DOES REFORM MATTER? LOOK AT TEXAS
June 8, 2007
A report by David Hendricks in the San Antonio Express-News offered hard data on the changes that have occurred in Texas since voters in 2003 gave the thumbs up to a state proposition capping lawsuit awards in medical malpractice cases.
In 2003, four insurers offered medical malpractice policies, now 30 insurers do. Insurance companies are flocking to Texas because now they can put a numeric value on the risk of doing business in Texas, something that was not possible when the sky was the limit for juries. Assessing risks helps assure profits for insurance companies. As more insurance companies entered Texas, rates have dropped even further because of competition, says Hendricks.
Rates have fallen an average of 21.3 percent, and up to 41 percent at one insurance company, says former state Rep. Joe Nixon, a Houston trial lawyer who helped sponsor passage of Proposition 12. According to figures given to Nixon by the state's largest insurer, Texas Medical Liability Trust:
- An internal medicine doctor in Houston paid $18,507 for malpractice insurance in 2003 but only $13,272 in 2007, or $10,403 with a 20 percent renewal dividend.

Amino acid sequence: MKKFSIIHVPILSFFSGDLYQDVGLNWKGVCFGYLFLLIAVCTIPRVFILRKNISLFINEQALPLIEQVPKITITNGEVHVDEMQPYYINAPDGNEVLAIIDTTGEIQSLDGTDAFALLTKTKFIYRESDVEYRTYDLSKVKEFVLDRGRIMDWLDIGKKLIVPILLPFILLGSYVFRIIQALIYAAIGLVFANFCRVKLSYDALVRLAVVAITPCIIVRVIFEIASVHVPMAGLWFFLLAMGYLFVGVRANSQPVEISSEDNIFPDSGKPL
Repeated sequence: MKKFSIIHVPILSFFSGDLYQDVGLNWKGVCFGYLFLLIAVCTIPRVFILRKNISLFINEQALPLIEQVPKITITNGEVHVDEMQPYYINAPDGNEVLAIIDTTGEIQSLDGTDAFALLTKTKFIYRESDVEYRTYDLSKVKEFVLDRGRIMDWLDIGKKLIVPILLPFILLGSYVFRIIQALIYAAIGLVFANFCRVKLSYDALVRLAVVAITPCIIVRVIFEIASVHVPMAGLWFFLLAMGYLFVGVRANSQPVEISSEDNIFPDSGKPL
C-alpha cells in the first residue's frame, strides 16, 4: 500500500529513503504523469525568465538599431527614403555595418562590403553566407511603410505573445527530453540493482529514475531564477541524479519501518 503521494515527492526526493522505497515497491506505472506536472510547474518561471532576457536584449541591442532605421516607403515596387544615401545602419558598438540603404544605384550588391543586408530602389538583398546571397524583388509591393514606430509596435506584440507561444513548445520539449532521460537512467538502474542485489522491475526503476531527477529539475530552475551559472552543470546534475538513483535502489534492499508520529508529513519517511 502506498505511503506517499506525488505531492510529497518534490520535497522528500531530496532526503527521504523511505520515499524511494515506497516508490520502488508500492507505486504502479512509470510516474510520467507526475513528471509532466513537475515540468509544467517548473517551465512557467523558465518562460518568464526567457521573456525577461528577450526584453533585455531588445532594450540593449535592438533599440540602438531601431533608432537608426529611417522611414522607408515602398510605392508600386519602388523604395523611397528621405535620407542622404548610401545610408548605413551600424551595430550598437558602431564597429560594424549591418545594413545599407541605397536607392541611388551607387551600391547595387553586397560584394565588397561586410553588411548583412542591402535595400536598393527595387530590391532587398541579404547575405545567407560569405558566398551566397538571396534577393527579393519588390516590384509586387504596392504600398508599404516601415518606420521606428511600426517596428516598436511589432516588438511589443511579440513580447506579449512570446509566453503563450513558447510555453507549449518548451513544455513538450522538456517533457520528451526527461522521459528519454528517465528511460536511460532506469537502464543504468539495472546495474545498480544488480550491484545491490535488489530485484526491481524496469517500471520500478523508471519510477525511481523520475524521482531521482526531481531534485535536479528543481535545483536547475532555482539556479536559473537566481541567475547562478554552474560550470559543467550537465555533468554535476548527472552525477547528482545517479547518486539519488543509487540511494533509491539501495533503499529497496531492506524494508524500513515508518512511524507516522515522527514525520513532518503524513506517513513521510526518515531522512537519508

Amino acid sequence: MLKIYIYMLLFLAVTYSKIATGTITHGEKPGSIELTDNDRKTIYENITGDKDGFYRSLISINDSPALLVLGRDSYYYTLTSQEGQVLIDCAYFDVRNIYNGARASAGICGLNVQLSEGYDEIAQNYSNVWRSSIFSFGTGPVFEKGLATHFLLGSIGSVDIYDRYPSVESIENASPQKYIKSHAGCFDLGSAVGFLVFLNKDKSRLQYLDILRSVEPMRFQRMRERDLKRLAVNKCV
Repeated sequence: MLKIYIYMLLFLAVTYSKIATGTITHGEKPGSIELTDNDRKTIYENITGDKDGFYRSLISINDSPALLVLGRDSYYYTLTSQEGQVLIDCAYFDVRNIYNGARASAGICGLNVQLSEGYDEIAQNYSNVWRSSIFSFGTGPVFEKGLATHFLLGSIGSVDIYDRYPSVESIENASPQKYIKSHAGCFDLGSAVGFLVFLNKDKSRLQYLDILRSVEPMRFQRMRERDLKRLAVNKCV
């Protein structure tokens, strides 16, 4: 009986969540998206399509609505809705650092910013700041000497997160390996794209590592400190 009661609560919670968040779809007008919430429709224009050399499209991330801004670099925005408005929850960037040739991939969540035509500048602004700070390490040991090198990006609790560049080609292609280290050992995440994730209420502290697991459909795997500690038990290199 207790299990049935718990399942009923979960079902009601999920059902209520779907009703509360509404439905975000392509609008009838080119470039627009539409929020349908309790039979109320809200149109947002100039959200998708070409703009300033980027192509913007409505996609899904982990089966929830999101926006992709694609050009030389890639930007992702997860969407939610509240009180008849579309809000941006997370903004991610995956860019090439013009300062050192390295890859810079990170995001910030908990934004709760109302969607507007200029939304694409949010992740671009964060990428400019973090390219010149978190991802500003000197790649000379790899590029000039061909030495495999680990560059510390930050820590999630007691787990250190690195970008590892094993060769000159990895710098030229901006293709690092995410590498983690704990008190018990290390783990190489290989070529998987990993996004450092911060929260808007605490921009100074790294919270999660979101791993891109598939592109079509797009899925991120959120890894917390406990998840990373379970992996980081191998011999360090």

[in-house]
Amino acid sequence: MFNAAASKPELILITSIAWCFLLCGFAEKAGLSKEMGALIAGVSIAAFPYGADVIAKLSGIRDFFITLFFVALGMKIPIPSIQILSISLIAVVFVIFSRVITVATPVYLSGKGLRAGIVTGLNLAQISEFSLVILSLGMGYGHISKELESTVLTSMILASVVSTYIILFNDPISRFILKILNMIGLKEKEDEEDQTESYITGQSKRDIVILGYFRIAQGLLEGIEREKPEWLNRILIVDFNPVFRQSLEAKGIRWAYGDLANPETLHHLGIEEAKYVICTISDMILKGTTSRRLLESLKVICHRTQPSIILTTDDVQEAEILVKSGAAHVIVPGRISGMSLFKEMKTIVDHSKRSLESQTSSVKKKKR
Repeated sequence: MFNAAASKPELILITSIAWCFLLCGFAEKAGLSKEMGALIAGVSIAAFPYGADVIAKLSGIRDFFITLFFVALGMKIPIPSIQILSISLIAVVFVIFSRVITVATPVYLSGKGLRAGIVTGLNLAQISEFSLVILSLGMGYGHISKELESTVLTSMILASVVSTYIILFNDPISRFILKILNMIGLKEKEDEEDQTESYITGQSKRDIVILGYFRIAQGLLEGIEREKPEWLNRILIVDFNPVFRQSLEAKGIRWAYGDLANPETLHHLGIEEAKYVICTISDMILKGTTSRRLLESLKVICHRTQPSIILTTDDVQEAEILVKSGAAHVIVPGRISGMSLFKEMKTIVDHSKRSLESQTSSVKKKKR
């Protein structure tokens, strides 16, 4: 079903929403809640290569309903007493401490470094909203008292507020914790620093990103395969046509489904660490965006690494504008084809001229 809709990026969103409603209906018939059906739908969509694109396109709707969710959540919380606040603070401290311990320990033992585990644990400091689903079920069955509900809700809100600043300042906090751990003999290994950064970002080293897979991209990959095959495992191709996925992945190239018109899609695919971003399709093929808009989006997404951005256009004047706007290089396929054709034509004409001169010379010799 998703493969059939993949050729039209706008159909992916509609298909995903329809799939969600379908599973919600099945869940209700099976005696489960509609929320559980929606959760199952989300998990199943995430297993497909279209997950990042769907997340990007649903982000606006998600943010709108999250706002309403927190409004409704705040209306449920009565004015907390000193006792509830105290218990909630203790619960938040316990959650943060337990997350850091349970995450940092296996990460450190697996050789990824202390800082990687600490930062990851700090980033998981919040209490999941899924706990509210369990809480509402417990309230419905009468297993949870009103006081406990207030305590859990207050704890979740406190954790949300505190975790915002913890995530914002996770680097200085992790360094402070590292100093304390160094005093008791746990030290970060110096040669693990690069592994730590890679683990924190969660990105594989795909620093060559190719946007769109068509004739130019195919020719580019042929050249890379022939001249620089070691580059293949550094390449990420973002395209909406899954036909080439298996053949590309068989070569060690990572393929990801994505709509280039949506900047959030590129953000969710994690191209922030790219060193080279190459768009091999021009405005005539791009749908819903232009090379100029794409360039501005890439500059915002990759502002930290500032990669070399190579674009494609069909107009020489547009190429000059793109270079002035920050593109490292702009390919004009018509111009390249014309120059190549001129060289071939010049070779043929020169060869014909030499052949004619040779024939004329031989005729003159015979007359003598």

- An obstetrician paid $56,564 in 2003 but only $41,575 in 2007, or $32,585 at the renewal rate.
- A neurosurgeon paid $103,558 in 2003 but only $76,117 in 2007, or the renewal rate of $59,659.
Malpractice lawsuits have fallen 50 percent, Nixon said, causing some malpractice lawyers to shift to other fields, such as commercial litigation.
It could not get any clearer. Rein in medical malpractice abuses, and the results include more insurers, lower insurance costs, and more doctors. That's a lesson that should be noted in other states, and in other arenas where reform is needed, says economist Raymond J. Keating.
Source: Raymond J. Keating,"Does Reform Matter? Look at Texas," Small Business & Entrepreneurship Councils, June 6, 2007; based upon: David Hendricks, "Insurance companies, doctors flock to Texas," San Antonio Express-News, June 1, 2007.
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